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Gartner's Koslowski thinks consumers will be thrilled: "I actually believe that in 10 to 15 years, automobiles will become the coolest mobile device -- cooler than smartphones and even tablets -- because cars have so much more computing power, they have so much more real estate for displays and sensors, you know exactly where people are because they are sitting in their seat and really can't get up while they are driving, so they are a captive audience. I believe that the car industry has a huge opportunity to be at the top of all mobile devices." 

Perhaps the single best use of built-in high-speed Internet connections: Cars will soon talk to one another and to the road, creating reams of information to help smooth out traffic flows. The National Highway Traffic Safety Administration has been working with industry to boost vehicle-to-vehicle communications, and regulations are coming into place. 

David Leiker, who covers auto parts suppliers for Baird & Co., predicts that advanced telematics systems will be in every car sold in a decade, with the premium automakers rolling out systems much sooner than that. In the context of this theme, he rates several auto suppliers with an "overweight" rating: Delphi Automotive (Nasdaq: DLPH), Gentex (Nasdaq: GNTX), Harman International (NYSE: HAR) and Johnson Controls (NYSE: JCI).

Delphi, which is a leading provider of automotive electronics and safety systems, appears to be leveraging its technology to go straight to the consumer. Its DelphiConnect app can provide real-time vehicle diagnostics, location sensing (for worried parents), act as a key to start your car, and many other features. The push to move provide more advanced technology (to both automakers and consumers) is helping to expand profit margins. As a result, profits are expected to rise at a low-teens clip in 2014 and 2015, and the expanded use of telematics should help sustain that level of profit growth.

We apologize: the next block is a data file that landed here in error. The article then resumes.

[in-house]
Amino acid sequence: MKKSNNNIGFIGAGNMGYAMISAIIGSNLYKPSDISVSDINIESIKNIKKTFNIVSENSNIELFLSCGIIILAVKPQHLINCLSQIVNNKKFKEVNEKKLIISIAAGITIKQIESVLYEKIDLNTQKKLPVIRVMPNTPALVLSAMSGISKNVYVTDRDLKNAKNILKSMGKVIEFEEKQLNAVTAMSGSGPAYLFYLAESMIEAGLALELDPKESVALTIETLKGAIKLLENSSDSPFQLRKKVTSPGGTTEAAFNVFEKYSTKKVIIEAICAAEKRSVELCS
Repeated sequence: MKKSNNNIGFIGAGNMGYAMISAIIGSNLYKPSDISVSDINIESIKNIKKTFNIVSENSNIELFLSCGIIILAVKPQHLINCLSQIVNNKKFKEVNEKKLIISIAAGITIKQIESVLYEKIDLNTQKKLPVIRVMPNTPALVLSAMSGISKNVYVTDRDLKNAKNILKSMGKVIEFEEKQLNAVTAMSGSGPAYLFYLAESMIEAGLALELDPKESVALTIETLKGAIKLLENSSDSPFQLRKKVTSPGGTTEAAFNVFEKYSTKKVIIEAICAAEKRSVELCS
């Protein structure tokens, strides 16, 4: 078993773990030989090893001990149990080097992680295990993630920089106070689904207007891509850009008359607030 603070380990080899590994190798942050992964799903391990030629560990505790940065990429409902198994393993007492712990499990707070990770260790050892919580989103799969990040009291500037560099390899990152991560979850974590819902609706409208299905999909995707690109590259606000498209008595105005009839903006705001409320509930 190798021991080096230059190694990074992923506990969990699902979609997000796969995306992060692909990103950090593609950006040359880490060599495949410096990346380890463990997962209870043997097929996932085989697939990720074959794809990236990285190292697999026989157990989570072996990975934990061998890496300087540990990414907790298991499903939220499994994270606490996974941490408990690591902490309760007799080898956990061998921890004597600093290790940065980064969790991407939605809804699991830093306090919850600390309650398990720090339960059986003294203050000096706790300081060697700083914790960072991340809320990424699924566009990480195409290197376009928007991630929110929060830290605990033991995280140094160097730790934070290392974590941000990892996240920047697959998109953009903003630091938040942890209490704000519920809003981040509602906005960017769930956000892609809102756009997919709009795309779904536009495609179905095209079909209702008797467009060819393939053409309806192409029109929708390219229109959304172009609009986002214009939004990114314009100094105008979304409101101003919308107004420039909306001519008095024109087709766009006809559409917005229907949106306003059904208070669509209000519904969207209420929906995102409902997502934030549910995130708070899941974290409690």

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Harman is mostly known as a provider of high-end car stereos, both as an original equipment manufacturer (OEM) to automakers, and under its own brands such as JBL, Mark Levinson and Harman/Kardon. At the recent consumer telematics show, the company revealed plans to go beyond audio and deliver a unit that can also serve as a sort of app manager for third-party apps. "Our next-generation infotainment platform will be the first to introduce an automotive-grade app environment in infotainment," Harman's Sachin Kawande told Just-Auto.com.

Harman recently reported fiscal second-quarter results and boosted its full-year forecast, anticipating 19% annual sales growth in fiscal (June) 2014. "Demand for a connected car is becoming more of a mainstream. And as a result, we have experienced higher take rates of our infotainment and car audio systems," noted CEO Dinesh Paliwal. 

Risks to Consider: These auto parts suppliers are heavily dependent on U.S. auto sales, which have been steadily rising in recent years. Any pullback in auto sales would lead investors to grow cautious about this deeply cyclical industry.

Action to Take --> In a bid to differentiate their products, automakers are increasingly focusing on the consumer experience, with plans to boost the average sales price through higher technology content. That should provide a solid tailwind to auto parts suppliers, especially those that are focused on electronics components such as telematics systems.